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Performance and anthropometric characteristics of prospective elite junior Australian footballers : a case study in one junior team

Veale, James P., Pearce, Alan J., Koehn, Stefan and Carlson, John S. 2008, Performance and anthropometric characteristics of prospective elite junior Australian footballers : a case study in one junior team, Journal of science and medicine in sport, vol. 11, no. 2, pp. 227-230, doi: 10.1016/j.jsams.2006.12.119.

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Title Performance and anthropometric characteristics of prospective elite junior Australian footballers : a case study in one junior team
Author(s) Veale, James P.
Pearce, Alan J.
Koehn, Stefan
Carlson, John S.
Journal name Journal of science and medicine in sport
Volume number 11
Issue number 2
Start page 227
End page 230
Total pages 4
Publisher Elsevier Australia
Place of publication Chatswood, N.S.W.
Publication date 2008-04
ISSN 1440-2440
1878-1861
Keyword(s) Australian football
performance testing
anthropometry
Summary The aim of the study was to compare anthropometric and physical performance data of players who were selected for a Victorian elite junior U18 Australian rules football squad. Prior to the selection of the final training squad, 54 players were assessed using a battery of standard anthropometric and physical performance tests. Multivariate analysis (MANOVA) showed significant (p < 0.05) differences between selected and non-selected players when height, mass, 20-m sprint, agility and vertical jump height were considered collectively. Univariate analysis revealed that the vertical jump was the only significant (p < 0.05) individual test and a near significant trend (p = 0.07) for height differentiating between selected and non-selected players with medium effect sizes for all other tests except endurance. In this elite junior football squad, physical characteristics can be observed that discriminate between players selected and non-selected, and demonstrates the value of physical fitness testing within the talent identification process of junior (16–18 years) players for squad and/or team selection. Based on MANOVA results, the findings from this study suggest team selection appeared to be related to a generally higher performance across the range of tests. Further, age was not a confounding variable as players selected tended to be younger than those non-selected. These findings reflect the general consensus that, in state-based junior competition, there is evidence of promoting overall player development, selecting those who are generally able to fulfil a range of positions and selecting players on their potential.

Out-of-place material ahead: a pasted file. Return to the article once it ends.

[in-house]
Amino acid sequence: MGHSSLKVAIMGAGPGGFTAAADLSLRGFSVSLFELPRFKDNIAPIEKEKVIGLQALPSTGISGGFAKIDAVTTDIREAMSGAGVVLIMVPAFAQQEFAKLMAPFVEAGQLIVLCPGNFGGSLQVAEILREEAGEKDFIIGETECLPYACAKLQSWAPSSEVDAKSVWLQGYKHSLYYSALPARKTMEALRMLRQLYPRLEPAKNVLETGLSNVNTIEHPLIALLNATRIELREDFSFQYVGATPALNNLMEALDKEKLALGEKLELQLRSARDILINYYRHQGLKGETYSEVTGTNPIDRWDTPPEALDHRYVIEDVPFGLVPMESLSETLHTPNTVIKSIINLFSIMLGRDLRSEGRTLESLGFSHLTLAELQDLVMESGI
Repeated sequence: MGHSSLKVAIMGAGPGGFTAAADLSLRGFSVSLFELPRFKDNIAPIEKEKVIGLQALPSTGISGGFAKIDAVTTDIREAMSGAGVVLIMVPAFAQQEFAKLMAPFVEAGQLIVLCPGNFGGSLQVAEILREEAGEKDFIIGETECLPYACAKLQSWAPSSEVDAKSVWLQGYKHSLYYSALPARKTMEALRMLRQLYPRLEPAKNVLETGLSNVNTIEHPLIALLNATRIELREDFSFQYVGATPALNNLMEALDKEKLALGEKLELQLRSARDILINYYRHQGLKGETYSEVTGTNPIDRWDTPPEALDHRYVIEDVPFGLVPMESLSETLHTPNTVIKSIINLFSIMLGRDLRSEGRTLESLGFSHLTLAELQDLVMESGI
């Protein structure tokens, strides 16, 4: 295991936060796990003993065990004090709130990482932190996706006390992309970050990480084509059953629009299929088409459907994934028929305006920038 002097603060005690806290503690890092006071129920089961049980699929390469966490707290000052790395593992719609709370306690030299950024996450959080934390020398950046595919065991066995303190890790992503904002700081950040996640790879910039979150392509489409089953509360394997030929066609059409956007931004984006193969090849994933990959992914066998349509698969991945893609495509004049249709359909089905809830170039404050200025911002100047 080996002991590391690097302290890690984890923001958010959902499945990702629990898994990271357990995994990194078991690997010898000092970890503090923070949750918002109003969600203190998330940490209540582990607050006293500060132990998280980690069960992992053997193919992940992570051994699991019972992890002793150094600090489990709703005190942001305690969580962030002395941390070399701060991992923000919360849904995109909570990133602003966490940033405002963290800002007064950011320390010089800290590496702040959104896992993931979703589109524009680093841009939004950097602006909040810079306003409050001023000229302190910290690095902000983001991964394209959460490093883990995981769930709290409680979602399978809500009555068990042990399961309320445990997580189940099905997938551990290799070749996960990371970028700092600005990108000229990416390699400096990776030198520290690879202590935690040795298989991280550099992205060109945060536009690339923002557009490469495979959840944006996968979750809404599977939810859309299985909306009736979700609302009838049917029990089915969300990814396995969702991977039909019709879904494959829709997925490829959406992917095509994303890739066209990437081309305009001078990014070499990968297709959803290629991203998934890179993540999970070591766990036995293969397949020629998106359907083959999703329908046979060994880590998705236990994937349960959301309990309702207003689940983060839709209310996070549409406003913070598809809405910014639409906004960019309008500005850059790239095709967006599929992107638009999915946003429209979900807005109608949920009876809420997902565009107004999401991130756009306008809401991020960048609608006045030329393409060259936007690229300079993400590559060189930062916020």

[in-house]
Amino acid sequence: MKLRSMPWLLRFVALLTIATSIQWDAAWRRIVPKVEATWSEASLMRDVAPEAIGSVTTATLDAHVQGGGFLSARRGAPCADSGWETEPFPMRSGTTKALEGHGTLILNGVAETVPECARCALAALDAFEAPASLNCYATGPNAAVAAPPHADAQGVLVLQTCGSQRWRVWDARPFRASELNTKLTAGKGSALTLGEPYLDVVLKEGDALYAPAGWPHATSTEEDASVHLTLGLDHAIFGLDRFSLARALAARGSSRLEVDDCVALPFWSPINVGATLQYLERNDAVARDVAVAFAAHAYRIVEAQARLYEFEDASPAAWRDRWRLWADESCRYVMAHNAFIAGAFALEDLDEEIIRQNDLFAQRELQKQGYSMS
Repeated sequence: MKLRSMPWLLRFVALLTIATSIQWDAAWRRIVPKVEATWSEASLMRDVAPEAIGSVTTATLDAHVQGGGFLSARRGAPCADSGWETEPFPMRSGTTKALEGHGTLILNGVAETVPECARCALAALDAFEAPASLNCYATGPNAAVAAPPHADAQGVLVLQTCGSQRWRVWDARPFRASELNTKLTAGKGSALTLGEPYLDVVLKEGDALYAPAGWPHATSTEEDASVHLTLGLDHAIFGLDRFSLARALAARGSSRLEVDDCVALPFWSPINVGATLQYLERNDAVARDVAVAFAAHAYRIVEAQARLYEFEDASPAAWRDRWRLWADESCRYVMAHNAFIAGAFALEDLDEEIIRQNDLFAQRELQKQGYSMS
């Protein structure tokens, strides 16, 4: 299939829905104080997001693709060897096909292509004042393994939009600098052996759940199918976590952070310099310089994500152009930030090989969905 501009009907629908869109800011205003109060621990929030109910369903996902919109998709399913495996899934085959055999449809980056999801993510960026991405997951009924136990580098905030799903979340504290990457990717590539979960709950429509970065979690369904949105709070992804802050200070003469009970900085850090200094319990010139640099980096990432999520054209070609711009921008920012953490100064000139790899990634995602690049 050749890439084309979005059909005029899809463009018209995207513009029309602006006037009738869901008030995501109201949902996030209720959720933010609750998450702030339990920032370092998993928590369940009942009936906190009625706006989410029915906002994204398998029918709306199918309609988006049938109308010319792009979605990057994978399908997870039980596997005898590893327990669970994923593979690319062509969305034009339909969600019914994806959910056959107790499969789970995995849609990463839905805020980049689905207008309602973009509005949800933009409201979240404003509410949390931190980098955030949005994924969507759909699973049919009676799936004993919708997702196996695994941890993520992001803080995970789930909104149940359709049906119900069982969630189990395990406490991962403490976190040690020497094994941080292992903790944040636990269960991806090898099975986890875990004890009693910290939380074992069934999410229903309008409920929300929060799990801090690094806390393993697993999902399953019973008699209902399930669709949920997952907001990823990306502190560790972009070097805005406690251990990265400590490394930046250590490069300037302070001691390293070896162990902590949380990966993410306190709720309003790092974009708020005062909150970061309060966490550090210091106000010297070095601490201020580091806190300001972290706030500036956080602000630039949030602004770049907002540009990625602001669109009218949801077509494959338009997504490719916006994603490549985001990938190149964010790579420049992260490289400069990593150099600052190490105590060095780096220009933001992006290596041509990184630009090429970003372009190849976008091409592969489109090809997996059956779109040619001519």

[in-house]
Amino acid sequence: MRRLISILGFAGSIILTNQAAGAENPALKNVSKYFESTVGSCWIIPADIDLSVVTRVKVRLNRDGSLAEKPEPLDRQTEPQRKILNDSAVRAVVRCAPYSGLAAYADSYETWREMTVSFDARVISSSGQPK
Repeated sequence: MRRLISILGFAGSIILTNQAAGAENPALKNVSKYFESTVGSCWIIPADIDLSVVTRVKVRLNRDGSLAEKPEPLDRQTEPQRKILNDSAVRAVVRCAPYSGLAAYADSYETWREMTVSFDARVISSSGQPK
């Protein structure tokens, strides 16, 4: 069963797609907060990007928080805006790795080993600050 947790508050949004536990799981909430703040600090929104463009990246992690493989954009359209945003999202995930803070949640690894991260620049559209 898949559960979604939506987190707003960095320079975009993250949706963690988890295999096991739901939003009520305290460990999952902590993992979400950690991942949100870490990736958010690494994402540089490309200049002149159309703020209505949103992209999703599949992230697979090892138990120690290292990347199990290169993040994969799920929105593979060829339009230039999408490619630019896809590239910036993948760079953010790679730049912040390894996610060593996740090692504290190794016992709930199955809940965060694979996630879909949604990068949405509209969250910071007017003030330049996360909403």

Language eng
DOI 10.1016/j.jsams.2006.12.119
Field of Research 119999 Medical and Health Sciences not elsewhere classified
Socio Economic Objective 970111 Expanding Knowledge in the Medical and Health Sciences
HERDC Research category C1.1 Refereed article in a scholarly journal
Copyright notice ©2007, Sports Medicine Australia
Persistent URL http://hdl.handle.net/10536/DRO/DU:30045195

Document type: Journal Article
Collections: School of Psychology
School of Exercise and Nutrition Sciences
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